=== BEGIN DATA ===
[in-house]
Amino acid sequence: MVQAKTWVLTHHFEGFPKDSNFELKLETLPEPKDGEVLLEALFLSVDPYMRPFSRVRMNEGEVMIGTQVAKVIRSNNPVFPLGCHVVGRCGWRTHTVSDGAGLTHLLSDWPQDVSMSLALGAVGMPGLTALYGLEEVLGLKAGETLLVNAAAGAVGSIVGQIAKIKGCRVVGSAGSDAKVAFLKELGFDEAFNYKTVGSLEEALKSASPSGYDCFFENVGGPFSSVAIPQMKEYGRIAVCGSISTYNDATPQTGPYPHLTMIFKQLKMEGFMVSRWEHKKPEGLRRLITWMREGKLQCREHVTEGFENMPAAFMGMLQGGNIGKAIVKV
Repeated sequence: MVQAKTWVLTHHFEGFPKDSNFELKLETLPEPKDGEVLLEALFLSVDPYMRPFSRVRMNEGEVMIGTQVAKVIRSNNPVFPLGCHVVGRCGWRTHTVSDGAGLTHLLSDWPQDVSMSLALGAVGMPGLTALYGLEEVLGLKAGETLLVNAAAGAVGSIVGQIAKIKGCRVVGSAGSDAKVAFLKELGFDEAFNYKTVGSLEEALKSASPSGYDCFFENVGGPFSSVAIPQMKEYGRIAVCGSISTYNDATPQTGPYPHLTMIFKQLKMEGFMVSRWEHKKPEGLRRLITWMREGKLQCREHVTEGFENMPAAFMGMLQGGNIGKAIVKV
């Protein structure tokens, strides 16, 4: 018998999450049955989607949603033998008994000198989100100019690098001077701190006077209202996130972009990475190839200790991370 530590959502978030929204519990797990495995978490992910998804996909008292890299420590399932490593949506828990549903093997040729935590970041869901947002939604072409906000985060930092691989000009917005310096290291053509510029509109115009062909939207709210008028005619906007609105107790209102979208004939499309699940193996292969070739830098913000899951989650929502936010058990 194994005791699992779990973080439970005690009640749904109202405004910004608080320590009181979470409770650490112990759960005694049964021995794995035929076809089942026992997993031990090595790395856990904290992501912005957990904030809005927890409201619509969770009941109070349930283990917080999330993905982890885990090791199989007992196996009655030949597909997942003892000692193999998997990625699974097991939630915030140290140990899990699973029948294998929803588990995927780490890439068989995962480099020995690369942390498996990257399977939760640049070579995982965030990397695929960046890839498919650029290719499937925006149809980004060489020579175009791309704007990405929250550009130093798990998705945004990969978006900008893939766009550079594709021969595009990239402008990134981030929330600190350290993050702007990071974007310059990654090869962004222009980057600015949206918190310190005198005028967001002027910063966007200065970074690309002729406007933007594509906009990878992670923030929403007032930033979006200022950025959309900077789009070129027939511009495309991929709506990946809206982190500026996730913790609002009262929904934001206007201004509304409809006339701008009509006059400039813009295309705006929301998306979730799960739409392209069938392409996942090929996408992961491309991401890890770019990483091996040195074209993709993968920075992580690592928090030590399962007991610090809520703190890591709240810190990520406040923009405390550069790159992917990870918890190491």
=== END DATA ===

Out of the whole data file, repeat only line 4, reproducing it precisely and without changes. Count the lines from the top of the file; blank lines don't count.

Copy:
């Protein structure tokens, strides 16, 4: 018998999450049955989607949603033998008994000198989100100019690098001077701190006077209202996130972009990475190839200790991370 530590959502978030929204519990797990495995978490992910998804996909008292890299420590399932490593949506828990549903093997040729935590970041869901947002939604072409906000985060930092691989000009917005310096290291053509510029509109115009062909939207709210008028005619906007609105107790209102979208004939499309699940193996292969070739830098913000899951989650929502936010058990 194994005791699992779990973080439970005690009640749904109202405004910004608080320590009181979470409770650490112990759960005694049964021995794995035929076809089942026992997993031990090595790395856990904290992501912005957990904030809005927890409201619509969770009941109070349930283990917080999330993905982890885990090791199989007992196996009655030949597909997942003892000692193999998997990625699974097991939630915030140290140990899990699973029948294998929803588990995927780490890439068989995962480099020995690369942390498996990257399977939760640049070579995982965030990397695929960046890839498919650029290719499937925006149809980004060489020579175009791309704007990405929250550009130093798990998705945004990969978006900008893939766009550079594709021969595009990239402008990134981030929330600190350290993050702007990071974007310059990654090869962004222009980057600015949206918190310190005198005028967001002027910063966007200065970074690309002729406007933007594509906009990878992670923030929403007032930033979006200022950025959309900077789009070129027939511009495309991929709506990946809206982190500026996730913790609002009262929904934001206007201004509304409809006339701008009509006059400039813009295309705006929301998306979730799960739409392209069938392409996942090929996408992961491309991401890890770019990483091996040195074209993709993968920075992580690592928090030590399962007991610090809520703190890591709240810190990520406040923009405390550069790159992917990870918890190491």